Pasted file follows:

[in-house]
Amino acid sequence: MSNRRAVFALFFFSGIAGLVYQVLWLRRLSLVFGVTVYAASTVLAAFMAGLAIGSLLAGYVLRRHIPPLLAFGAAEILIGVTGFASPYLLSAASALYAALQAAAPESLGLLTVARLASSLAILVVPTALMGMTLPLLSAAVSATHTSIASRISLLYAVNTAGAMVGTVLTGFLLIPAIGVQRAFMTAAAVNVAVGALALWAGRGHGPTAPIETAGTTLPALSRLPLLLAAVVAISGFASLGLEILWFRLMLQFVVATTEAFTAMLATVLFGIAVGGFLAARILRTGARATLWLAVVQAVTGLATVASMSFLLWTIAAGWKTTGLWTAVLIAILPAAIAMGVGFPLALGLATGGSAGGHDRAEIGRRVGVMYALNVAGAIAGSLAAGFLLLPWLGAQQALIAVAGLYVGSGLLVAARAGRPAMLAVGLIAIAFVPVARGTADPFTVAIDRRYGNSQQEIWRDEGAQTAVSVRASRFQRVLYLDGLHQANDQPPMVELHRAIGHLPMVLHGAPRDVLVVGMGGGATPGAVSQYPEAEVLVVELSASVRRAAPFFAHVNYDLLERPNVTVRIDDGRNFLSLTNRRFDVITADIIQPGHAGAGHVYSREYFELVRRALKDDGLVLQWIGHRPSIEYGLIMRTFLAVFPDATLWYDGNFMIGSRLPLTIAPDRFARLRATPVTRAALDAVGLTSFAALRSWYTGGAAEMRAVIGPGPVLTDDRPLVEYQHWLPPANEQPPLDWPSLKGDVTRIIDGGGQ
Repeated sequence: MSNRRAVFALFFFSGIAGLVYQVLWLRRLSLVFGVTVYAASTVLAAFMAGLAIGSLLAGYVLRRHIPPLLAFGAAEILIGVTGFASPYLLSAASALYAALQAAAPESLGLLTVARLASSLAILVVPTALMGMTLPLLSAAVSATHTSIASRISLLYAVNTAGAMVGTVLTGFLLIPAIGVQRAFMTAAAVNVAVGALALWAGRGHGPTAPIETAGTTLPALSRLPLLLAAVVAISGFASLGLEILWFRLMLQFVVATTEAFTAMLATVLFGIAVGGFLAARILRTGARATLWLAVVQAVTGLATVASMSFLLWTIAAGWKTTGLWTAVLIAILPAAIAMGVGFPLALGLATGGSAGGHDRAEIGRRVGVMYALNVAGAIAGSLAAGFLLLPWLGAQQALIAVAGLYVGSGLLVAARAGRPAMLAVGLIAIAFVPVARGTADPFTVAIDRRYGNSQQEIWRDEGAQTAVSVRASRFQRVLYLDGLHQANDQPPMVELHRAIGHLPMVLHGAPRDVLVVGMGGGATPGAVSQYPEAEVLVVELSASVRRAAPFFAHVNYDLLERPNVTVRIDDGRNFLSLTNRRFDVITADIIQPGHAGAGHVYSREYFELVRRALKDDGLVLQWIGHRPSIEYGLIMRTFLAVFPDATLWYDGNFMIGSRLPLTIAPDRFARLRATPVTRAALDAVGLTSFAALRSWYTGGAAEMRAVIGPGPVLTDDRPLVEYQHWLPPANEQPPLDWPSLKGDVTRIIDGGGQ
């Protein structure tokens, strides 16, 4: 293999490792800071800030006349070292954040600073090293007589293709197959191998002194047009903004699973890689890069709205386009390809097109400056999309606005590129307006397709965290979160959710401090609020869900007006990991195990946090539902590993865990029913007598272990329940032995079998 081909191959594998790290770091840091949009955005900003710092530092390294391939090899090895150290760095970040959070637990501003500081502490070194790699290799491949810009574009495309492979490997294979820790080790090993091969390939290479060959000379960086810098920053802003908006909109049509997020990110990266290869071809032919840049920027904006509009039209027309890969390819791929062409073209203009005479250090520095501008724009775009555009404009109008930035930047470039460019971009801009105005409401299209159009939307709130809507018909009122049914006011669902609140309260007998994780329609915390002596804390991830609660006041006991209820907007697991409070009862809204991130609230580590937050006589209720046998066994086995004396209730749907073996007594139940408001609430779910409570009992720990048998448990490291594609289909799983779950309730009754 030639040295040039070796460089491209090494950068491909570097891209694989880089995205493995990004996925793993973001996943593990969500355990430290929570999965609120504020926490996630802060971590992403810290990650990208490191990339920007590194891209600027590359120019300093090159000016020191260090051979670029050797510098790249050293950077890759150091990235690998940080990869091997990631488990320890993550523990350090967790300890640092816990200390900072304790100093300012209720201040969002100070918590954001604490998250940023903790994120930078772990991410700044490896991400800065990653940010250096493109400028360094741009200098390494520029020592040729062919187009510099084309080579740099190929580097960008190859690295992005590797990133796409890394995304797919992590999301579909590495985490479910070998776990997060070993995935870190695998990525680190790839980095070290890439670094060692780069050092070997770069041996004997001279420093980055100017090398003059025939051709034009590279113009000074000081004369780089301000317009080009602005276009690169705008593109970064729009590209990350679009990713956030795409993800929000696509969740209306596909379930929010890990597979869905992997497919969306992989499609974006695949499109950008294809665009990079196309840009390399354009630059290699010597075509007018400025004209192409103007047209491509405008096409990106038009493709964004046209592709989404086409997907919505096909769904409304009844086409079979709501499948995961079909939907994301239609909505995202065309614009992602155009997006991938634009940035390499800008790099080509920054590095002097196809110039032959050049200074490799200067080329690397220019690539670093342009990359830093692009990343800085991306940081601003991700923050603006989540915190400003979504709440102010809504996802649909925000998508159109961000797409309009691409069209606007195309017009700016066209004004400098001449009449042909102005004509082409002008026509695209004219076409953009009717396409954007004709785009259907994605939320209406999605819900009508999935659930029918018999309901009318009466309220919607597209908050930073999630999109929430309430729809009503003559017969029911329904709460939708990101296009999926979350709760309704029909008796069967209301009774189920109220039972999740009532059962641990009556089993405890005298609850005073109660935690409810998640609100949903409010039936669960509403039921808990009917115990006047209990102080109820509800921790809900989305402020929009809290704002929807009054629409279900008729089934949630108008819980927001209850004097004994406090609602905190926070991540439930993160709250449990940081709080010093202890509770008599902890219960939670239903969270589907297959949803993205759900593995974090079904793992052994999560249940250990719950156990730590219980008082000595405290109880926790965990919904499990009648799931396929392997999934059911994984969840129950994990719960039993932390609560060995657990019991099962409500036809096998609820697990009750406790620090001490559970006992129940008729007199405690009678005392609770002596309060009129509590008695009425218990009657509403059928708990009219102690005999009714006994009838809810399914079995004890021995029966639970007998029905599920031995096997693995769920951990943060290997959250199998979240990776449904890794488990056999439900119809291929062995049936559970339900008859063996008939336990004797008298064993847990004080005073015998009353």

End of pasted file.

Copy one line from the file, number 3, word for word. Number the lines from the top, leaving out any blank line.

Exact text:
Repeated sequence: MSNRRAVFALFFFSGIAGLVYQVLWLRRLSLVFGVTVYAASTVLAAFMAGLAIGSLLAGYVLRRHIPPLLAFGAAEILIGVTGFASPYLLSAASALYAALQAAAPESLGLLTVARLASSLAILVVPTALMGMTLPLLSAAVSATHTSIASRISLLYAVNTAGAMVGTVLTGFLLIPAIGVQRAFMTAAAVNVAVGALALWAGRGHGPTAPIETAGTTLPALSRLPLLLAAVVAISGFASLGLEILWFRLMLQFVVATTEAFTAMLATVLFGIAVGGFLAARILRTGARATLWLAVVQAVTGLATVASMSFLLWTIAAGWKTTGLWTAVLIAILPAAIAMGVGFPLALGLATGGSAGGHDRAEIGRRVGVMYALNVAGAIAGSLAAGFLLLPWLGAQQALIAVAGLYVGSGLLVAARAGRPAMLAVGLIAIAFVPVARGTADPFTVAIDRRYGNSQQEIWRDEGAQTAVSVRASRFQRVLYLDGLHQANDQPPMVELHRAIGHLPMVLHGAPRDVLVVGMGGGATPGAVSQYPEAEVLVVELSASVRRAAPFFAHVNYDLLERPNVTVRIDDGRNFLSLTNRRFDVITADIIQPGHAGAGHVYSREYFELVRRALKDDGLVLQWIGHRPSIEYGLIMRTFLAVFPDATLWYDGNFMIGSRLPLTIAPDRFARLRATPVTRAALDAVGLTSFAALRSWYTGGAAEMRAVIGPGPVLTDDRPLVEYQHWLPPANEQPPLDWPSLKGDVTRIIDGGGQ